The Dallas Cowboys have a serious problem on their hands. Star running back Ezekiel Elliott is holding out for a new contract and might not return until he gets it. Jerry Jones says he could envision the holdout lasting “months” and doesn’t seem thrilled about paying a running back top dollar. Instead of giving into Elliott’s demands, the Cowboys should trade Elliott for a high pick.
Time For Dallas Cowboys to Trade Ezekiel Elliott
First, let’s start by saying that Ezekiel Elliott is easily one of the two or three best running backs in the league. However, that doesn’t mean the Cowboys can’t get 80-90% of the production at a fraction of a cost. Running the ball simply doesn’t matter as much in 2019 as it did back in 1994, so investing a high percentage of the cap in an inefficient style of play simply isn’t smart team building.
The fact of the matter is that running backs don’t matter in today’s NFL, even the generational ones. Rushing production has more to do with playcalling and offensive line play than it does the actual running back. James Connor seamlessly filled in for Le’Veon Bell, C.J. Anderson replaced Todd Gurley, and Damien Williams replaced Kareem Hunt. These aren’t isolated instances, as this sort of thing happens all the time.
Nobody would argue that Demarco Murray is more talented than Ezekiel Elliott, but they had almost the same production when utilized in the same role. Some may think that Murray’s success was due to Tony Romo, while Elliott is carrying a weaker quarterback in Dak Prescott. This brings up to point two:
I wonder how much Zeke’s draft pedigree fuels the narrative that he’s an irreplaceable talent. Demarco Murray had essentially the same efficiency from 2013-2014 and nobody thought he was anything more than a cog in the machine pic.twitter.com/pYOJqJeTXH
— Dave Latham (@DLPatsThoughts) July 31, 2019
The Run Game Doesn’t Affect the Pass Game
Modern-day analytics are laying waste to older, outdated narrative throughout the league. For the longest time, most believed that running the ball well created a positive impact on the passing game. However, there is no evidence to support that claim.
Supporters of paying Elliott claim that Elliott’s presence brings extra defenders into the box, which in turn creates more throwing lanes. However, studies show that defensive formation has a significantly larger impact on box count than the running back. Elliott faced stacked boxes at essentially the same rate as other Cowboys’ backs, and there is no correlation between stacked box percentage and running back ability. Additionally, rushing success and volume has no measurable effect on play-action passing.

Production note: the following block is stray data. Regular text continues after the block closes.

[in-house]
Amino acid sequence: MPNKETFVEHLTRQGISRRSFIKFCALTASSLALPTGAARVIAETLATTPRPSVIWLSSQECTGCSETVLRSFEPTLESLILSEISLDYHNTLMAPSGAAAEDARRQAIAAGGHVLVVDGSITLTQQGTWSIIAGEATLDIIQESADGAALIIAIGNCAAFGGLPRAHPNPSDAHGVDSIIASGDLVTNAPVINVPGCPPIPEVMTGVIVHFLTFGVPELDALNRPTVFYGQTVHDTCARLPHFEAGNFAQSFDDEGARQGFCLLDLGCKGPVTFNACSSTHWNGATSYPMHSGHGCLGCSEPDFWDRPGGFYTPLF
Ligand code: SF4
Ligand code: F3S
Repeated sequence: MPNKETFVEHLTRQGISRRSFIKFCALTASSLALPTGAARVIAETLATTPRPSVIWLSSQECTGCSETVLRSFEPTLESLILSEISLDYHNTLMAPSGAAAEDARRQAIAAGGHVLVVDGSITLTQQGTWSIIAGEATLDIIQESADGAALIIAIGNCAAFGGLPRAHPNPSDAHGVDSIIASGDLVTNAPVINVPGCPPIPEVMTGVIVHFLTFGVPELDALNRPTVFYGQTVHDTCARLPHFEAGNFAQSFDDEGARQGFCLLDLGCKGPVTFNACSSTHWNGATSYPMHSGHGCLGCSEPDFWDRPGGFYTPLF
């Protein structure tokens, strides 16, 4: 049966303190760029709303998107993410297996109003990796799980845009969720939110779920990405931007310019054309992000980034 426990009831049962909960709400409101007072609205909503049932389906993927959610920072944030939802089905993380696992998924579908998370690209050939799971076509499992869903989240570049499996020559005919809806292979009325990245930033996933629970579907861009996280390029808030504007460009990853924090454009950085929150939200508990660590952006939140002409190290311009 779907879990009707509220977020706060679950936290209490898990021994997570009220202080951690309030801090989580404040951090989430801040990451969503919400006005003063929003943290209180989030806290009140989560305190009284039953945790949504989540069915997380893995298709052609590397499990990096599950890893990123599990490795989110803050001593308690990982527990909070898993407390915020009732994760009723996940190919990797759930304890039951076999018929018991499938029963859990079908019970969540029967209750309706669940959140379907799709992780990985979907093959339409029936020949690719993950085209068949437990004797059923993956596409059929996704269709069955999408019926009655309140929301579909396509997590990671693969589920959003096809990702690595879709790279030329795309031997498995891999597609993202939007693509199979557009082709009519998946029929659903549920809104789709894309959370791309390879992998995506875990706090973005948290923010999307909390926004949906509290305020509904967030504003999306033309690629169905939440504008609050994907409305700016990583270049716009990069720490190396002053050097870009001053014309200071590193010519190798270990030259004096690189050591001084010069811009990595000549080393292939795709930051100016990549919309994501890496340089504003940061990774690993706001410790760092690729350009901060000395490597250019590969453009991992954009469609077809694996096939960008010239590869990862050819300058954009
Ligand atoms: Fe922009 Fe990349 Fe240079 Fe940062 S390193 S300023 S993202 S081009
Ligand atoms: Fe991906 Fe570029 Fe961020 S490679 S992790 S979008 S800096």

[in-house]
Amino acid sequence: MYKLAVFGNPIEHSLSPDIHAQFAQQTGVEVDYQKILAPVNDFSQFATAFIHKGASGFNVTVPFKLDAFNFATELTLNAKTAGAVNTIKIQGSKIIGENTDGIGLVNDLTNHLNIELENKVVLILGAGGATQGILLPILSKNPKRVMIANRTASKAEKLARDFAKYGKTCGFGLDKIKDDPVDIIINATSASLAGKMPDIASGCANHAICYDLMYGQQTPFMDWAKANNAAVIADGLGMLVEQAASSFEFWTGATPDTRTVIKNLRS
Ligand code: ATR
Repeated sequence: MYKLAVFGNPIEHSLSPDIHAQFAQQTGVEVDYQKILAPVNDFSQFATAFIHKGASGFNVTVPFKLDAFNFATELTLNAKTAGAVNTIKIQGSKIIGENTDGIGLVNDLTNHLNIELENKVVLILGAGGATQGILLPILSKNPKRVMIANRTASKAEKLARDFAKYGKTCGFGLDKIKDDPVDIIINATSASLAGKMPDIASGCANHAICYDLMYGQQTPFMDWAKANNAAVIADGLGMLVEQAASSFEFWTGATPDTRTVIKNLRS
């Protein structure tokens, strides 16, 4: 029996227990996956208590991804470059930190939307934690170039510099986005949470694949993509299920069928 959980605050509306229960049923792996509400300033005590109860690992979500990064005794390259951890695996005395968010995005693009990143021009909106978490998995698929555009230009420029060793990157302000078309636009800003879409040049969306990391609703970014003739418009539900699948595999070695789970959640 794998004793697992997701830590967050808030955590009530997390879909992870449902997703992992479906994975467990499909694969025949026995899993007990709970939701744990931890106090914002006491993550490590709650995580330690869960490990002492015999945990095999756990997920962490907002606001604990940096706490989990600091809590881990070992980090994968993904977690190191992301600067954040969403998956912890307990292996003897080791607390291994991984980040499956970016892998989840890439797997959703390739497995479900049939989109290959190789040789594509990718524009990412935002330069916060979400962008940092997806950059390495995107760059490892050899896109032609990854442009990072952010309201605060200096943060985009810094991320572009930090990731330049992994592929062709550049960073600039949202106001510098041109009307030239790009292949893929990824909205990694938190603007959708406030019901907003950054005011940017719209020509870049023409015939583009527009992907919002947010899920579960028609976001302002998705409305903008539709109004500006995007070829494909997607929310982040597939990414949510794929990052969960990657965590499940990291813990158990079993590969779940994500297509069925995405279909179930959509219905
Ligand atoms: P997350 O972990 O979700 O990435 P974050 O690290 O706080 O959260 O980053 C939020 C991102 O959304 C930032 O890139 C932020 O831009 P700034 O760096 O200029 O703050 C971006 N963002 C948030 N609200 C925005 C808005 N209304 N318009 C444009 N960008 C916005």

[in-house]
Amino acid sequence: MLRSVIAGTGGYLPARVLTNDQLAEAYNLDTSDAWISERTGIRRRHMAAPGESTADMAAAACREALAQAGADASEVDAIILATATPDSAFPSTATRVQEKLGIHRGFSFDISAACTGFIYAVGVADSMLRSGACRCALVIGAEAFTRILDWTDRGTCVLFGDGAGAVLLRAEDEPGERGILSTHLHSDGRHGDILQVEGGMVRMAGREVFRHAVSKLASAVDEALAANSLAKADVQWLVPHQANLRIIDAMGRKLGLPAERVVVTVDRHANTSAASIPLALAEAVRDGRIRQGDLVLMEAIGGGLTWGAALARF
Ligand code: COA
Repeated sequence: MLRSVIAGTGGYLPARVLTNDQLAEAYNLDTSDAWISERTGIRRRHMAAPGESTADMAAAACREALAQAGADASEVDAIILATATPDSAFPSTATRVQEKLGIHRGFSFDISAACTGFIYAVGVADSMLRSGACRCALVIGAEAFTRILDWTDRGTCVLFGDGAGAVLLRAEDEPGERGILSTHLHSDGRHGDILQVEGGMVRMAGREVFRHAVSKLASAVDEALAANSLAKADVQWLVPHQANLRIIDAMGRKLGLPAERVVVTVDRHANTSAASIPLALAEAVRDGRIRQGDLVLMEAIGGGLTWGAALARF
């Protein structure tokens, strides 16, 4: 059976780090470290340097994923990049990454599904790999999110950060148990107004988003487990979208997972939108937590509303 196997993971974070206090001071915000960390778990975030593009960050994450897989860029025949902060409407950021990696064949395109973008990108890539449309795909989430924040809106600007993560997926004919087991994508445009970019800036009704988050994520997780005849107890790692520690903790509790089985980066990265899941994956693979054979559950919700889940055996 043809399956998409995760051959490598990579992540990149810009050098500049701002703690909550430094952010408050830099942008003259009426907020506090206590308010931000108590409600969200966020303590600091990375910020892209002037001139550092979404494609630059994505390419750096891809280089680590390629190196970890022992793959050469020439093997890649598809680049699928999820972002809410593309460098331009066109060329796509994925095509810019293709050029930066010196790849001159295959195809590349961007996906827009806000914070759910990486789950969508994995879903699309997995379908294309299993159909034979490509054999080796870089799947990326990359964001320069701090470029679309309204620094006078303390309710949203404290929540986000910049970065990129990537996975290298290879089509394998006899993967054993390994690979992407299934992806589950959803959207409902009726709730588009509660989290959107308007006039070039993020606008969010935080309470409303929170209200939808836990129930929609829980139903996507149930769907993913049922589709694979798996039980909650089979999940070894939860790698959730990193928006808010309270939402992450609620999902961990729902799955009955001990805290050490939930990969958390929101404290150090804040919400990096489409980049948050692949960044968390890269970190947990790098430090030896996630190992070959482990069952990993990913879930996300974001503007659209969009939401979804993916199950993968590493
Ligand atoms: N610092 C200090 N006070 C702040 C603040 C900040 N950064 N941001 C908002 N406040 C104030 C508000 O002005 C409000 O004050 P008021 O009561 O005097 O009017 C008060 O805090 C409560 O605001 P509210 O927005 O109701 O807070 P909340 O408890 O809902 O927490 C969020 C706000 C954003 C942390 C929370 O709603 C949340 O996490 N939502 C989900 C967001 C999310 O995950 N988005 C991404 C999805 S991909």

Some Elliott defenders believe that his pass-catching acumen makes him worthy of a large contract. While he more targets in 2018, that’s not necessarily a good thing for an offense. Running back targets are inherently less valuable than targets to wide receivers and tight ends, and only the truly elite pass-catchers like Alvin Kamara are capable of actually being efficient when targeted.
EPA/play and success rate on 1st & 2nd down running back targets, by team, 2018
Andy Reid the gawd pic.twitter.com/YquhveDkO8
— new-age analytical (@benbbaldwin) June 28, 2019
Elliott is an above-average pass-catching running back, but he’s not on Kamara’s level. From an efficiency standpoint, Elliott was the Cowboys’ worst receiver on third down and below average on first and second down. This data admittedly isn’t perfect, as it doesn’t take check-downs and throwaways into account. However, it’s still abundantly clear that the passing offense would be better off limiting Elliott’s role.
"But what about first and second down, when RB targets are actually good?"
True, but you're still better off throwing to your wideouts and tight ends in those situations: pic.twitter.com/hJ2qeJMmTp